No. From the entry on the bank statement, select find and match, to check off the 9 invoices paid. Then select, from the same screen, create new transaction and prepare a receive money transaction as above. The whole lot are reconciled in one.
I only use overpayment where the money is going to be repaid to the customer. If it's going to be held and set off against other invoices I will use the prepayment option, which will correctly account for VAT. Or you could simply allocate the overpayment as part payment of another invoice.
Have you looked at their filed accounts. They've had negative debtors for the last two years, whatever those may be.
Their major asset (97% of shareholders funds) is an unamortized intangible fixed asset for software which according to the accounting policy must have an infinite economic life. The 2017 accounts said amortized over 20 years. Total amortization at March 2018 = nil
I did look at the software last year, but had my doubts.
You might also want to look at the date of issue, bearing in mind that HMRC have a limited window to repair a return
The facility to enter income details and carry out 2019 calculations has been on Taxfiler for some weeks. It matters not if you can't prepare the return as you can't submit it anyway.
Not free but we've used Doc-safe, which is a different company from Mydocsafe, for ten years or so with no complaints. Always very quick to respond to (rare) queries and good to deal with.
We use Taxcalc for accounts prep, having switched last year, but I think that there are issues with over-disclosure in the company accounts. We now end up transferring lots of headings to "other creditors" before going to press otherwise there will be separate lines in the notice for corporation tax, VAT, directors loans and a number of other things that don't need to be shown separately. I also don't like the use of effectively a single directors loan account (with each transaction flagged with the relevant name) Have a good look at it before you commit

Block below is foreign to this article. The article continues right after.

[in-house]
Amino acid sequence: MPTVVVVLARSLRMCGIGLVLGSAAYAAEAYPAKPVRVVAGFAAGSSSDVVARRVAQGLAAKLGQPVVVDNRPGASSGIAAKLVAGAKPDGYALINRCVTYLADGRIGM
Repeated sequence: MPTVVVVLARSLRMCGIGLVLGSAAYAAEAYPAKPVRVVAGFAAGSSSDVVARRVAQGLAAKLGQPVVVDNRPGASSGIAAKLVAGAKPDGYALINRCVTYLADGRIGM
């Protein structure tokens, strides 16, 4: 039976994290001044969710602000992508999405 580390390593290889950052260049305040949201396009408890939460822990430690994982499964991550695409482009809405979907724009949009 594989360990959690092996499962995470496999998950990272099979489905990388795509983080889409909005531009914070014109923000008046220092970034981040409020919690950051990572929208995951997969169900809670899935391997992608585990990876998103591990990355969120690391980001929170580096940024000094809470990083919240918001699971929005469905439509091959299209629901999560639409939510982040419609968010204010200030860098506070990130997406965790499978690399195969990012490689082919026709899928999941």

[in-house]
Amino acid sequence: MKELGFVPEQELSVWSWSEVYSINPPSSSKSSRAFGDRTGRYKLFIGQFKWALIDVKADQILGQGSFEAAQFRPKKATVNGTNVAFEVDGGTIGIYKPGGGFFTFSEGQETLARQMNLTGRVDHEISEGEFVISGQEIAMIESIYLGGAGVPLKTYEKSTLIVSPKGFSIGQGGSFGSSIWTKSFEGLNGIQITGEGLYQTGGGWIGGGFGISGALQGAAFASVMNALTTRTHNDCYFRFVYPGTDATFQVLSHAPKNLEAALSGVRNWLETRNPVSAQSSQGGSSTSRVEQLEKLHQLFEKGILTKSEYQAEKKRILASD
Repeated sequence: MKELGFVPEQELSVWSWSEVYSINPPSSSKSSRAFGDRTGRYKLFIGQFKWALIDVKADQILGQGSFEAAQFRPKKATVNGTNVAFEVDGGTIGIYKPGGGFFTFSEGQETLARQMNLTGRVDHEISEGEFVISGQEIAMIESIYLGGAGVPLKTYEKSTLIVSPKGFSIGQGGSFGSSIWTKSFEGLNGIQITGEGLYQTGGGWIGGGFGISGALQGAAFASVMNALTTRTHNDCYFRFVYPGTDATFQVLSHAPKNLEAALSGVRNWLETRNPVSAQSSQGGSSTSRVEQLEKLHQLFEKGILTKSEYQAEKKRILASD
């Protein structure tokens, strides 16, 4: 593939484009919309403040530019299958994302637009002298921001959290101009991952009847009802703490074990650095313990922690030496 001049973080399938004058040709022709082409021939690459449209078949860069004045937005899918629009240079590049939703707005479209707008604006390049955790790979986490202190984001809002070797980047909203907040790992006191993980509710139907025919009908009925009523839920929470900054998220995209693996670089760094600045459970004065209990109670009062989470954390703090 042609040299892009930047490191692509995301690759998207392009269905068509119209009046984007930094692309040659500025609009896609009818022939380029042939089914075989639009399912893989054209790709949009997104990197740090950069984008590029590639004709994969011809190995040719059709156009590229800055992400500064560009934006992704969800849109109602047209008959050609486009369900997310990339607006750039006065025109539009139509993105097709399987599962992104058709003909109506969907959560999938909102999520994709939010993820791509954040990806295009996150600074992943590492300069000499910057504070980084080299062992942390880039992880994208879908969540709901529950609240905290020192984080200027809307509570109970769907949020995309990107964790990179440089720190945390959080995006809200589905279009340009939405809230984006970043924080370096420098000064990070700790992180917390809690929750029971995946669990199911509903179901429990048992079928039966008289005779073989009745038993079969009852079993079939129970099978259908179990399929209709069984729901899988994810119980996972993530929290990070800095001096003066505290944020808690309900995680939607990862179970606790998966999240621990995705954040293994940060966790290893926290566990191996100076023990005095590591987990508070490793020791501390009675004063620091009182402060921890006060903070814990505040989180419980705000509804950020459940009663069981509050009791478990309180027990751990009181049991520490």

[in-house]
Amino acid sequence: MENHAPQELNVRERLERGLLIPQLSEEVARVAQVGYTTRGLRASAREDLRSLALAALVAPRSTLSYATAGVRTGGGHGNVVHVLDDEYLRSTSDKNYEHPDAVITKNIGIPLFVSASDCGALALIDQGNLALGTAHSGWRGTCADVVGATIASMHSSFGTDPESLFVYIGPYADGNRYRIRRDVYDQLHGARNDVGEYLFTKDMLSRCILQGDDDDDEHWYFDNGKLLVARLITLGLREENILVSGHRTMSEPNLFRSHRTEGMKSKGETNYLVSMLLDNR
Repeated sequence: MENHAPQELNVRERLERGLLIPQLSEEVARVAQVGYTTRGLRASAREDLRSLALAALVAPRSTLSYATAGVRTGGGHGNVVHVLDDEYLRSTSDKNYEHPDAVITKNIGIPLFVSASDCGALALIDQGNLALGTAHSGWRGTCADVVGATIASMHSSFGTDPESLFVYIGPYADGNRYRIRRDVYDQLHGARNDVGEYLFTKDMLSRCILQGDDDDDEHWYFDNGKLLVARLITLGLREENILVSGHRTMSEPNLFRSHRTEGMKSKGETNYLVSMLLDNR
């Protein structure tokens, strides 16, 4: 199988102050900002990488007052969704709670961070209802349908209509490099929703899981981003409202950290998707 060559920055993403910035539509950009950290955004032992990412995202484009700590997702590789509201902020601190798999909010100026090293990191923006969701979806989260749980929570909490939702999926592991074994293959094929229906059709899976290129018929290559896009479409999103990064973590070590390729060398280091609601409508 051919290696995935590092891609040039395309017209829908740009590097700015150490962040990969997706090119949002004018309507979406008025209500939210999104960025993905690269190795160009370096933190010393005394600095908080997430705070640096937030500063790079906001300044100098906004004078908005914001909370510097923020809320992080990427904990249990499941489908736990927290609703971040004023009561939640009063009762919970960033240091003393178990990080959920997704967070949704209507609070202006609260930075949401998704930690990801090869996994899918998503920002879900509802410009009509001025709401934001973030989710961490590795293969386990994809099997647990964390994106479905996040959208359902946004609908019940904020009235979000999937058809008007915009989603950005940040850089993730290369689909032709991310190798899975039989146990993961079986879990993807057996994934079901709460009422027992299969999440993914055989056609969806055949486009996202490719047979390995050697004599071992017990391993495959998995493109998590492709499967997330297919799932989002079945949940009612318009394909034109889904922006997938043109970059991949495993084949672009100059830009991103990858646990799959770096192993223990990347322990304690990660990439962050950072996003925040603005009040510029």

It's unfair to call them "numptys." They will be ordinary folk trying to do a job, but they will be restricted to what they see on the screen in front of them, and hampered by lack of training.
They are "customer" service people, not tax officers.
[Sure there will be some who get a bit arsey but that's true of any group, and we don't know what abuse they have to put up with for something beyond their control]
Except there will be four of them, one with its fingers up . . .
Well, you work it out.
We have separate logins for those staff that need them, and their access to client records is tailored to what they need. EG no need for a person using PAYE to see the CT records.
Time to administer is trivial and basically involves giving access to new clients as they are added. As I have to do that for myself, it must take me about half a second longer to add a second user.
Never occurred to me to let everybody use the same login. Still hasn't.
It doesn't. The personal representative files the return to the date of death using the client's UTR. The client will disappear from your client list and you have to get fresh authorisation from the Executors.
There will only be a new UTR issued to the estate if it needs to make a return of income in the period of administration. In most cases that isn't needed
The ICAEW rules say that you have to distribute interest if it's material.
Why don't you call the ACCA and find out - or read their guidance.